By Fru Rita Ngum
Stakeholders and beneficiaries of the Socio Economic Empowerment of Persons with Disabilities (SEEPD) program of the CBC Health Services have deliberated on ways and strategies to implement the Community Based Inclusive Development (CBID) program that is being implemented in the Northwest Region. This comes as SEEPD Program phase 4 is drawing to a close.
The consultation meetings, in Bamenda, were organized by the SEEPD program which brought together different groups of stakeholders beginning with the Program staff of the Organization of People with Disabilities (OPD) leaders, and Social Affairs amongst others.
At the beginning of each meeting, the SEEPD Program Manager, Mr. Awa Jacques Chirac reminded participants of the focus of the present CBID project which is to strengthen systems to promote CBID. He noted that for the period that the SEEPD Program has been implementing the projects, there are weaknesses as well as strengths which require collective reflection to improve on the next phase of the project when it is approved. “Stakeholders are the implementers of the project whose contributions in planning can never be overemphasized”, Mr. Awa noted. He encouraged participants of each group to pull their ideas together because no idea is ever useless as each idea will ameliorate the next phase of the project.
Participants who were in their different groups took stock of what has been achieved in the region; the opportunities that are available to build on, and the threats. Strategies were documented on how the next phase of the project will be improved.
Speaking to Fon Giblet, a person with a physical impairment who participated in the discussions, he said, “Even though a lot of strides have been put in place to ensure the inclusion of persons with disabilities in actions, more advocacy still needs to be done to educate stakeholders both at local and national levels on the level of exclusion of persons with disabilities and their role in ensuring that they are included in actions”.
On her part, Mirabel Ndifon with visual impairment started that “Inclusion should be at all levels”. She recounted a situation whereby most public infrastructures in this century are not still accessible, most often they will adapt a ramp with some that can lead to further disabilities. Leaders of Organizations of Persons with Disabilities drawn from different divisions of the regions reflected on ideas that affect them at different levels and ways of improvement.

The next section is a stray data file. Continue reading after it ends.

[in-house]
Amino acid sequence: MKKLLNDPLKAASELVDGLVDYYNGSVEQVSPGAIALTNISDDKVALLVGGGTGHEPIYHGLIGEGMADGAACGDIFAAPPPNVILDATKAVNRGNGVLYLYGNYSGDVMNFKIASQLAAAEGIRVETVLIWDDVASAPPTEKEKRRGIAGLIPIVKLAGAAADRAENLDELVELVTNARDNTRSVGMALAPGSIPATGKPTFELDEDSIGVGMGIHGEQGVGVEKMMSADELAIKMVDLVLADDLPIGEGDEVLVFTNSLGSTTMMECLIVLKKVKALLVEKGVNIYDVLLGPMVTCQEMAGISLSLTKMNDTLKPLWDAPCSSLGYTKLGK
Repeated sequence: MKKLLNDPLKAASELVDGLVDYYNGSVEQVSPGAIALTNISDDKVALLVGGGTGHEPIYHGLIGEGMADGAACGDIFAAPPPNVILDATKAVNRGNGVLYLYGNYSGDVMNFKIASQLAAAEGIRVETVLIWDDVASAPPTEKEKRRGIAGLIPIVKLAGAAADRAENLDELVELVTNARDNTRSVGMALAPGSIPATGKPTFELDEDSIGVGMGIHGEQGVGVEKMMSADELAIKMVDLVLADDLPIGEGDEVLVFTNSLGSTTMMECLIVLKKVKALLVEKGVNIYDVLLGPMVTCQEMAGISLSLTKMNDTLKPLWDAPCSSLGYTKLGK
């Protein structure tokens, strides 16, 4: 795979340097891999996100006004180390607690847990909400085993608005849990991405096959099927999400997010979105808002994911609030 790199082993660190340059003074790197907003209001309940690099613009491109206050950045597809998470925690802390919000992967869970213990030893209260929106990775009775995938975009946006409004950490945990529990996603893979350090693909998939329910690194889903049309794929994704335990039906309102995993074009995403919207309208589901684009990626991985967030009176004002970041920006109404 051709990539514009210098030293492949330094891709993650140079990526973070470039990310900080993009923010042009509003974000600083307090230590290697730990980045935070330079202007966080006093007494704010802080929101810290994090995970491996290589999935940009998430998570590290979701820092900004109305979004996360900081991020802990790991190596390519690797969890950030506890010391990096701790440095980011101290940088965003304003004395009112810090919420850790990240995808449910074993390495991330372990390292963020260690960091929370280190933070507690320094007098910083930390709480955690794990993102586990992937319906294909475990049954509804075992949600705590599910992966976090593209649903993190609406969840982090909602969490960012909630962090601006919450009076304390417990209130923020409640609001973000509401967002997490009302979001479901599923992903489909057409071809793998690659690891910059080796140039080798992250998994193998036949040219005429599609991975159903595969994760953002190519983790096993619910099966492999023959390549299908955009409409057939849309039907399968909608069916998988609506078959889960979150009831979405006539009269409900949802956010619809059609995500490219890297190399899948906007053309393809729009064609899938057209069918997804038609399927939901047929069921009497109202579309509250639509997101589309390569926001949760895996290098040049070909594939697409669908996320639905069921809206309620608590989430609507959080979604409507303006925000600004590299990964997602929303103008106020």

The consultation meetings ended at CBC Health Services Resource Center at Mvan, Yaounde in a two day workshop organized by SEEPD Program in partnership with CBM. The meeting reflected on different technical areas of interest like ear and hearing care, physical rehabilitation, inclusive education, livelihood for persons with disabilities, and mental health. The workshop which brought together selected stakeholders in the Northwest Region was facilitated by CBID Manager, Michael Schwinger, CBM International.
Given the crises in the Northwest where the project is implemented, environmental factors that can either favor or disfavor programs that can be included in this community approach of rendering services for persons with disabilities were also examined.
CBID, it should be noted, is a community approach by which CBM intends to use to bring community development to the community in all their technical areas of expertise. This is done in a bid to strengthen the voice and autonomy of people with disabilities, build inclusive and sustainable local and national systems and services, build inclusive, resilient communities, and ensure that populations affected by natural and human-caused disasters have access to inclusive humanitarian assistance.
The SEEPD Program acknowledges the support of the Australian Government through the Australian NGO Cooperation Program (ANCP).